Religion

Mosques that change to welcome families with disabilities change everything

(RNS) — Weekly Friday prayers at a mosque adhere to a certain rise and fall of quiet concentration, breath and the rhythm of physical and spiritual movement. It can be a challenging environment for individuals with disabilities, particularly autistic kids and adults. A few bad experiences can end a family’s attempt to be part of prayers and programming at a mosque.

I’ve learned this over the past nearly 20 years in talking with dozens of Muslims living with disabilities and their families — as a journalist but also as a parent of a profoundly autistic son. On Fridays, when in the past my son D was home on breaks from school, or now from his adult day program, I’m usually the one who stays with him. Now 23, he hadn’t attended Friday congregational prayers in more than 10 years.

But a few weeks ago, I was attending a conference out of town, and my husband switched his schedule to work from home to be with D. With me away and our other two children in high school and college, and D home instead of at his adult day program, my husband sent me a text saying he was going to contact one of the volunteers at an Islamic center near our home in Virginia to see if he could help accommodate D.

I was surprised when the next thing I received was a series of photos of our son hanging out next to his father as he was performing his Friday prayers in the second jamaat — the second Friday prayer gathering, which usually is less crowded. A friend had greeted them at the door and helped them get settled in for prayers in a separate, quiet room with a view of the imam and his sermon piped in over an intercom.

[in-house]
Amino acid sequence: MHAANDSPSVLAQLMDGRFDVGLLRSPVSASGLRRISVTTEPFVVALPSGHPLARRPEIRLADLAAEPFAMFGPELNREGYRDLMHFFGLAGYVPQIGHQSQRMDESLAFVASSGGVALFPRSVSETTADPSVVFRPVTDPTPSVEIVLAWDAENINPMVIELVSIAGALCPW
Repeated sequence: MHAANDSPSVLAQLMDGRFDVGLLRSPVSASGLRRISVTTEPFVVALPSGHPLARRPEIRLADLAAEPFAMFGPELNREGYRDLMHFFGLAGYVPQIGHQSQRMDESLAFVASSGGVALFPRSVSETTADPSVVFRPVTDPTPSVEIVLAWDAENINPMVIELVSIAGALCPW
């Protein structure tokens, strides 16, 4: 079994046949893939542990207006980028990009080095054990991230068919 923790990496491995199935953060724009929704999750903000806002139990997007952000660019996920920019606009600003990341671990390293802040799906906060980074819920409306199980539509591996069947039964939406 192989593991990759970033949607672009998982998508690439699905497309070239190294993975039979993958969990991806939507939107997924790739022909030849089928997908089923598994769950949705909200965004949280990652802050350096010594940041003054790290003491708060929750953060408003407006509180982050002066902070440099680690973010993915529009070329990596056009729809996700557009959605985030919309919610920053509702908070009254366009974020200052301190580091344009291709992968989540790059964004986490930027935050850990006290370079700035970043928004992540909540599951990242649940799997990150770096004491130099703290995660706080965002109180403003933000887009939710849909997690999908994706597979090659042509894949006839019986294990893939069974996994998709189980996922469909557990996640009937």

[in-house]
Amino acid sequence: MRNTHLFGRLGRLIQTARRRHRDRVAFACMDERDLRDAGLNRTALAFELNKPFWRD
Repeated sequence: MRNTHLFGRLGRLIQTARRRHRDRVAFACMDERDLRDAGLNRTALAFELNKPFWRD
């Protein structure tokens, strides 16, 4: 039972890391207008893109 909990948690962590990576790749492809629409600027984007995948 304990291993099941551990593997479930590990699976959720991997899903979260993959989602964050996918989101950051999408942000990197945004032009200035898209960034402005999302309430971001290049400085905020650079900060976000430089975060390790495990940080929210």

The moment healed something inside of me, something I didn’t even realize was still broken.

American Muslim communities and mosques have come a long way in the last 10 years. A gaping lack of inclusion, accommodations and resources for disabled families had resulted in many families being “unmosqued,” a fact Muslim leaders have come to acknowledge. Simultaneously, many of us living on the margins of communal faith life started speaking up and organizing.

The author’s son, D, listens to the Friday sermon at the West End Islamic Center in Glen Allen, Virginia. (Photo by M. Taruj Ali)

It became quickly apparent, as it had already in Christian and other faith communities for years, that the failure to welcome those with disabilities not only marginalizes those living with disability, but their families as well.

“When [mosques] hold themselves out as community centers, where whole families [living with disabilities] can feel welcome and celebrated, it sets the tone for the faith community,” said Sabina Abdul-Qadir, operations manager for Muhsen, an organization that supports Muslims with disabilities and helps make Muslim spaces more inclusive.

A needs-based assessment conducted by Muhsen with nearly 2,000 Muslim disability families reports similar findings. “Families tell us that if a disabled family member isn’t supported, included, welcomed, or accommodated,” said Abdul-Qadir, “the whole family tends to disengage. It’s such a loss.”

There is a better way, she said. “This third generation that is coming up — 3G Muslims — whether male or female or living with a disability, they want to walk in as a family. They don’t want to enter through separate doors. They all want to enter through the front door. That’s the dream.”

Having to separate upon entering our local mosques or enter through separate doors has been one of several acknowledged deterrents for my family to engage in prayers and programs for years. In a 2013 essay, I called American Muslim communities to task for failing to help and support those living with disabilities.